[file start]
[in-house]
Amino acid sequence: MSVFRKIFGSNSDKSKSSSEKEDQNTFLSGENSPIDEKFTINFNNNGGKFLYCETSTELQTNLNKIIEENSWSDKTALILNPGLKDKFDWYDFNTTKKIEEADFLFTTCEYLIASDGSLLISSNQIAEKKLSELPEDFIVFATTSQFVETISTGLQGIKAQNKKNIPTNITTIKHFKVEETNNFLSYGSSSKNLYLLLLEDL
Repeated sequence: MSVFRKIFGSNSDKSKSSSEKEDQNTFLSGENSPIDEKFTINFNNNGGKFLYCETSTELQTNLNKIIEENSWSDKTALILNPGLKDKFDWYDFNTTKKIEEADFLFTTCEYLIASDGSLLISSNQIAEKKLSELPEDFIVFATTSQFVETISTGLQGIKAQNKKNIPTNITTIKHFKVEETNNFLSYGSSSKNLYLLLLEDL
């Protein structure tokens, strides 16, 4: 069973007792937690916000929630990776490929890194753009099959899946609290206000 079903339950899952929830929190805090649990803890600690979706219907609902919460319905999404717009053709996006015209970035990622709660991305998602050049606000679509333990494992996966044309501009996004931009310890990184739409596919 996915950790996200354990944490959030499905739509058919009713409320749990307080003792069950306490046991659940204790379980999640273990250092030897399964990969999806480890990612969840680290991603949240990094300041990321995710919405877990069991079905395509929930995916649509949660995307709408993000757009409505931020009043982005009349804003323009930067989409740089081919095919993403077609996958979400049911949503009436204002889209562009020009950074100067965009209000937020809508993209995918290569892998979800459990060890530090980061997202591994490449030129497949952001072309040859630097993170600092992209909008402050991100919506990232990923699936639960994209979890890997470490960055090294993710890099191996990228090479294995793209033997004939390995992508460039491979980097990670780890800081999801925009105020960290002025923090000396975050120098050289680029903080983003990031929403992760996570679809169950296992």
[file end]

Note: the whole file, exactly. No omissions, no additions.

[in-house]
Amino acid sequence: MSVFRKIFGSNSDKSKSSSEKEDQNTFLSGENSPIDEKFTINFNNNGGKFLYCETSTELQTNLNKIIEENSWSDKTALILNPGLKDKFDWYDFNTTKKIEEADFLFTTCEYLIASDGSLLISSNQIAEKKLSELPEDFIVFATTSQFVETISTGLQGIKAQNKKNIPTNITTIKHFKVEETNNFLSYGSSSKNLYLLLLEDL
Repeated sequence: MSVFRKIFGSNSDKSKSSSEKEDQNTFLSGENSPIDEKFTINFNNNGGKFLYCETSTELQTNLNKIIEENSWSDKTALILNPGLKDKFDWYDFNTTKKIEEADFLFTTCEYLIASDGSLLISSNQIAEKKLSELPEDFIVFATTSQFVETISTGLQGIKAQNKKNIPTNITTIKHFKVEETNNFLSYGSSSKNLYLLLLEDL
């Protein structure tokens, strides 16, 4: 069973007792937690916000929630990776490929890194753009099959899946609290206000 079903339950899952929830929190805090649990803890600690979706219907609902919460319905999404717009053709996006015209970035990622709660991305998602050049606000679509333990494992996966044309501009996004931009310890990184739409596919 996915950790996200354990944490959030499905739509058919009713409320749990307080003792069950306490046991659940204790379980999640273990250092030897399964990969999806480890990612969840680290991603949240990094300041990321995710919405877990069991079905395509929930995916649509949660995307709408993000757009409505931020009043982005009349804003323009930067989409740089081919095919993403077609996958979400049911949503009436204002889209562009020009950074100067965009209000937020809508993209995918290569892998979800459990060890530090980061997202591994490449030129497949952001072309040859630097993170600092992209909008402050991100919506990232990923699936639960994209979890890997470490960055090294993710890099191996990228090479294995793209033997004939390995992508460039491979980097990670780890800081999801925009105020960290002025923090000396975050120098050289680029903080983003990031929403992760996570679809169950296992």